Also known as ‘third platform’, is an acronym for Social, Mobile, Analytics, Cloud. It refers to how these facets of computing work in conjunction to become greater than the sum of their parts, gaining a competitive advantage through a better understanding of the customer. Although not part of the acronym, some technology commentators include ‘internet of things’ as part of SMAC.
Gartner define social technology as “Any technology that facilitates social interactions and is enabled by a communications capability, such as the Internet or a mobile device.” Social doesn’t stop at social media, it extents to any technology that enables social interaction. Social is set to revolutionise enterprise software as user interfaces gain a “social media” make over. The idea is to allow for seamless, point to point, communication between users within the application as opposed to using e-mail and also to gain a more natural and intuitive user experience. Artificial intelligence “bots” will be embedded into instant messaging services such as Skype and will be able execute requests as if you’re interacting with a human. For example; you could ask the bot, through Skype, for a price or stock code of an item.
Mobile represents instant access to send and receive data whenever and wherever it may be needed. This could be used in a warehouse to update and amend an order midway through the pick or in a factory to alert an engineer to a fault with a machine.
Enterprise solutions have masses of data which is rarely used for more than business intelligence. If the business intelligence is taken and analytics such as statistics and neutral networks added you can predict future trends. Analytics can successfully predict sales forecasts, market trends and machine failures.
Through cloud hosted services available on a pay per usage model, companies have access to hardware and software without having to pay for installation. Cloud services have made running enterprise applications cheaper and faster and often automatic upgrades. This responsive approach makes companies much more adaptive to today’s changing business needs.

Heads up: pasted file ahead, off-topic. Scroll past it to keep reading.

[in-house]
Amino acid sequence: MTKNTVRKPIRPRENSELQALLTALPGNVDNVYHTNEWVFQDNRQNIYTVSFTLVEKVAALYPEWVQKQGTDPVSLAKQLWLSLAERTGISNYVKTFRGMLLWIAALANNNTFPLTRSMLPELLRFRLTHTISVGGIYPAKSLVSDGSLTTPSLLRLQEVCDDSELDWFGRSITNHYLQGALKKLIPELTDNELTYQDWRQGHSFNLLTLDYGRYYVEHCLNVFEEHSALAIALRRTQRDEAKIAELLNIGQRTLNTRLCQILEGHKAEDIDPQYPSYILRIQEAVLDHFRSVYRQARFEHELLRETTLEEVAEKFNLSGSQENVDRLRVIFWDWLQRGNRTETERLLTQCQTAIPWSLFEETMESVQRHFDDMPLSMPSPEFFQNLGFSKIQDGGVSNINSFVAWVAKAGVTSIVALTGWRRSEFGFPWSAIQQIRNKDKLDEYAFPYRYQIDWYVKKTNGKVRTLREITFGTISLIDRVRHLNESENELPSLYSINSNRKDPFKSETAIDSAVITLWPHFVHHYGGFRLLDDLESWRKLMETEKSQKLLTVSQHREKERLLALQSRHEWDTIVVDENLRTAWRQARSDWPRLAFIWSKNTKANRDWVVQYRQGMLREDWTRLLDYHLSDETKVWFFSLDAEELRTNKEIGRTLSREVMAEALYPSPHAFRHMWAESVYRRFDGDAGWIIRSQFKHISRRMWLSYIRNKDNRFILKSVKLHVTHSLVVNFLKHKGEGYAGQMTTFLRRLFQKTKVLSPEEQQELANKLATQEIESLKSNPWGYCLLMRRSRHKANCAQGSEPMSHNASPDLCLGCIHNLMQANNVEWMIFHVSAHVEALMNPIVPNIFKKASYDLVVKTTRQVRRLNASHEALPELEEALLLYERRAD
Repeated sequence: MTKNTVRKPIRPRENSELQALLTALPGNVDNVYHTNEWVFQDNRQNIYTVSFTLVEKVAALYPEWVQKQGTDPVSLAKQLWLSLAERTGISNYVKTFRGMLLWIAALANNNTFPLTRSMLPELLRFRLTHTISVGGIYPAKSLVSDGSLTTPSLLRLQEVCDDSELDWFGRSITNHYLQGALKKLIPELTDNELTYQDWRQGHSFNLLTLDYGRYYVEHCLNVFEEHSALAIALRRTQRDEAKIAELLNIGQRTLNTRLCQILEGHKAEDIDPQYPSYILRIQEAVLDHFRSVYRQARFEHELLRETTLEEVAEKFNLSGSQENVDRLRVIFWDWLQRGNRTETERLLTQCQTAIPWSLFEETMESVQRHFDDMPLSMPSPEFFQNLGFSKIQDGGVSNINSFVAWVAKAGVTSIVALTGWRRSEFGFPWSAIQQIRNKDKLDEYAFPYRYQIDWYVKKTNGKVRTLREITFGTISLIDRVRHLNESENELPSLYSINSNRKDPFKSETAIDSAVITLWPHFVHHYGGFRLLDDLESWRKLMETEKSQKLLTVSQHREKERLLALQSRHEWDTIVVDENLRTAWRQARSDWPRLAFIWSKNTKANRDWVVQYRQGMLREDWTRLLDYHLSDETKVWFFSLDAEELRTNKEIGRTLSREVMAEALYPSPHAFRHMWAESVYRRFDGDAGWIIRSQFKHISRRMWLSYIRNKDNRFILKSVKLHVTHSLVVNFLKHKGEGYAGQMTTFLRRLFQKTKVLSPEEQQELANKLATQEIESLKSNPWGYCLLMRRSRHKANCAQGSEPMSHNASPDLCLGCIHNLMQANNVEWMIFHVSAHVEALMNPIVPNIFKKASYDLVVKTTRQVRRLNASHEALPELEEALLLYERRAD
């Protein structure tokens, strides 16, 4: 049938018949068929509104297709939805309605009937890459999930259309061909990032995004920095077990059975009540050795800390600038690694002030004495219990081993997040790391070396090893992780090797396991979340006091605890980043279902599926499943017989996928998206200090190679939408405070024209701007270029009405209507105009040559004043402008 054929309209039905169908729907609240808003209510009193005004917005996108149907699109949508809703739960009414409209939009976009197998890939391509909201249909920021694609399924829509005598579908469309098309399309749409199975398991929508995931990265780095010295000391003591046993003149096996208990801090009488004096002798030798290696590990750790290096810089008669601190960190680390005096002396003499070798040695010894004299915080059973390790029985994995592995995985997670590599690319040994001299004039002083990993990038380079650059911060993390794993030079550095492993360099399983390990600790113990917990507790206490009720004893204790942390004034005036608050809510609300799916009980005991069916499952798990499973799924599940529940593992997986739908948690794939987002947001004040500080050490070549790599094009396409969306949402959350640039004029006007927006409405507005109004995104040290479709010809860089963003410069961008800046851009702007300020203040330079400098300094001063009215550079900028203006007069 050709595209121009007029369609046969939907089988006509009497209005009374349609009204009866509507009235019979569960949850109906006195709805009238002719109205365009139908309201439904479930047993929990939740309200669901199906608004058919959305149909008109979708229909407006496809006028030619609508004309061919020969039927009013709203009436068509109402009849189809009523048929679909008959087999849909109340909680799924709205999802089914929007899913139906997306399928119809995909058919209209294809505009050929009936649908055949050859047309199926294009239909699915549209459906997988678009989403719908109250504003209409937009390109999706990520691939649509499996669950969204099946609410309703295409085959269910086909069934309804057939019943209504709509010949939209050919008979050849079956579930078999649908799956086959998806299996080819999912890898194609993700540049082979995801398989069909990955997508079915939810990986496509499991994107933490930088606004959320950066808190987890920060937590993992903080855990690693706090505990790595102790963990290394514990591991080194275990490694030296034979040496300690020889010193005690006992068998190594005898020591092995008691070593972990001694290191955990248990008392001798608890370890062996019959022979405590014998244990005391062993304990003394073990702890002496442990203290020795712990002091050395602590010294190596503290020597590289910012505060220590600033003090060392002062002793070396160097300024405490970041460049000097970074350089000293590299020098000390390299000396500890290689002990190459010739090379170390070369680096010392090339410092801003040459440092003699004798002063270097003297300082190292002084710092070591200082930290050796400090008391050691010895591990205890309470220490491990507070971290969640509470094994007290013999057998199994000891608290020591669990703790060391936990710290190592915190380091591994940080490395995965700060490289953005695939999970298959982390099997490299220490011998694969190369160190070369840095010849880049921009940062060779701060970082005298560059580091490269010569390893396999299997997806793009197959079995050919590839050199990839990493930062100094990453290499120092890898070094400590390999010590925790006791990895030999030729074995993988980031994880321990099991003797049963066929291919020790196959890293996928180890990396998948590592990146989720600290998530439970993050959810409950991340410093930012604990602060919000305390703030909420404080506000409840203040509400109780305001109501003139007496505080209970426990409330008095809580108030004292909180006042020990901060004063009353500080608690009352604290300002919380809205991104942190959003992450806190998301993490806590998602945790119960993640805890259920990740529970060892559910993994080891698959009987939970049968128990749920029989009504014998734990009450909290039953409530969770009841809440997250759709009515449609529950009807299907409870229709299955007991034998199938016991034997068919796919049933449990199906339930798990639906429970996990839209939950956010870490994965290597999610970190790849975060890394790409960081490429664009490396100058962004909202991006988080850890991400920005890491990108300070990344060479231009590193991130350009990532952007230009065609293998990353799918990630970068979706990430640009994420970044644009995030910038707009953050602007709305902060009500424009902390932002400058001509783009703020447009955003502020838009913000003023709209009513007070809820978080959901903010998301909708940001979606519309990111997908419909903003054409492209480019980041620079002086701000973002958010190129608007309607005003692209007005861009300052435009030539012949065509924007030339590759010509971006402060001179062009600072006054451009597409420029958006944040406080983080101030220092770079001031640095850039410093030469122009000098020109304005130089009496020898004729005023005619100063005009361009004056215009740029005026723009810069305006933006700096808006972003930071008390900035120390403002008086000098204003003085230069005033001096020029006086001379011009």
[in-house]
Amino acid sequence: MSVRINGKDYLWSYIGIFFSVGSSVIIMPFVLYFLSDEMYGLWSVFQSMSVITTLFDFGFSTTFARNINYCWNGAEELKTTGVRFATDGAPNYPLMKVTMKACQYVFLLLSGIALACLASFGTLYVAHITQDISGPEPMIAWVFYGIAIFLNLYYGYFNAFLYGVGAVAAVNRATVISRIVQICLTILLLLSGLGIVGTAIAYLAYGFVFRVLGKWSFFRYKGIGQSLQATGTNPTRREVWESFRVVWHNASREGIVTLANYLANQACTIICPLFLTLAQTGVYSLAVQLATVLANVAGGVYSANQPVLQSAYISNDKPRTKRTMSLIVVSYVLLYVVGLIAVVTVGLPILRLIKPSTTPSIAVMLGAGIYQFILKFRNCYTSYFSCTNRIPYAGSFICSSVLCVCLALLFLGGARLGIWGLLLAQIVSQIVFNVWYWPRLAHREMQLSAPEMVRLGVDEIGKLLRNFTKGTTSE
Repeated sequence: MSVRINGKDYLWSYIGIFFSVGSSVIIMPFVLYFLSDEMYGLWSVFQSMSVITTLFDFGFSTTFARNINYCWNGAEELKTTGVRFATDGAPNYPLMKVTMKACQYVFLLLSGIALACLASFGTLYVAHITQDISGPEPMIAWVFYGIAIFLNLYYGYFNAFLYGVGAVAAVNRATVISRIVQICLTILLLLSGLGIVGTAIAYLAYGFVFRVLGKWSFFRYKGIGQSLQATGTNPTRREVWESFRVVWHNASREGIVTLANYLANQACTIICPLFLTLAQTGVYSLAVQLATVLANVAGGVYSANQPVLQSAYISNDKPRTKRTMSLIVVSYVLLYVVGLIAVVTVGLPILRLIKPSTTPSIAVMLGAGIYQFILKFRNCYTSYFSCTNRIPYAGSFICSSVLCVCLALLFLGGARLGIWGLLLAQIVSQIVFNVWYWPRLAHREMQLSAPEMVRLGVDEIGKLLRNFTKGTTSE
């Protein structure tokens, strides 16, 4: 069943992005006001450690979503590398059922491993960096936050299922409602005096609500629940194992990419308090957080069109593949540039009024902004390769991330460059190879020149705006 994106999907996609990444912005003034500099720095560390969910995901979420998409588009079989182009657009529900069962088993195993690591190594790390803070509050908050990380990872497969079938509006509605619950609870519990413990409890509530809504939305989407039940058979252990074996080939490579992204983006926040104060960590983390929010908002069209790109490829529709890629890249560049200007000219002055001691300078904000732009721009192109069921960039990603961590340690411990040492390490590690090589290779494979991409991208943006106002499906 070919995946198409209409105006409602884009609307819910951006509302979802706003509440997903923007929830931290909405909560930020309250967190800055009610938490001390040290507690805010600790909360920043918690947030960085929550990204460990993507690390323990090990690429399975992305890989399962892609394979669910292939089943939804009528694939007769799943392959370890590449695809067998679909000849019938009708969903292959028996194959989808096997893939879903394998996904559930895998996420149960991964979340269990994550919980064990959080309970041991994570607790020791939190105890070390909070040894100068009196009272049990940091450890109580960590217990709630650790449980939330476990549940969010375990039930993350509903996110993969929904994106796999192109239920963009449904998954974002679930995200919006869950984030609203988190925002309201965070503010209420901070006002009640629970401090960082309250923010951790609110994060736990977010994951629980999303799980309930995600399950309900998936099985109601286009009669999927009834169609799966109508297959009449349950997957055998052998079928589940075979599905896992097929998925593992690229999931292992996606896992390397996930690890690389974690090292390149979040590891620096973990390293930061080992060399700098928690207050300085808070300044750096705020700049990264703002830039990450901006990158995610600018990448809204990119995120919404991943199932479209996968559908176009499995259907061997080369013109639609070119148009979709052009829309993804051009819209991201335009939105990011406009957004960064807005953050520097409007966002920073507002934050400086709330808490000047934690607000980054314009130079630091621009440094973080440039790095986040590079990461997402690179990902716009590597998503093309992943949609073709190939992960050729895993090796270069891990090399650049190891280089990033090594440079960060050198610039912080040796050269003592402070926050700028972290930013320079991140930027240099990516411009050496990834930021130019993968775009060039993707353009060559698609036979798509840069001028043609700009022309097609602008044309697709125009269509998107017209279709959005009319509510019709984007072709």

Although each piece of the SMAC stack can be used in isolation, it’s when they’re used in conjunction that the real value can be extracted. Each element compliments the other creating a successful eco-system. Manufacturers are now faced with increasing levels of data which, when pushed into the cloud, can be processed quickly. Combining this data with business intelligence and analysis leads to better and more assured decision making. This data can then be accessed from any device, anywhere (with internet access) -including mobile devices – leading to real time action. The action to be taken could be discussed by multiple people within the business from multiple locations through a social platform integrated with the ERP, all working from the same data downloaded from the cloud. It collects, stores and analyses huge volumes of data from across the supply chain.
What Does SMAC Mean for Manufacturing?
SMAC can be a real catalyst for growth within manufacturing, particularly within SMEs, to whom moving physical infrastructure to the cloud can be a huge cost saver. The cloud and IoT enables smaller manufacturers to compete with larger manufacturers on data volume without having to make a hefty investment. By hosting data centres in the cloud rather than locally, businesses are moving an expensive capex to a more manageable opex – levelling the playing field between SMEs and big corporates. SMAC also presents new opportunities for manufacturing. The connectivity between the user, the product and the wider market place speeds up the innovation process. It gives manufacturers almost real time insight into market trends and customer preferences. Market research and research and development become a continuous loop of improvement; driving innovation and subsequently growth.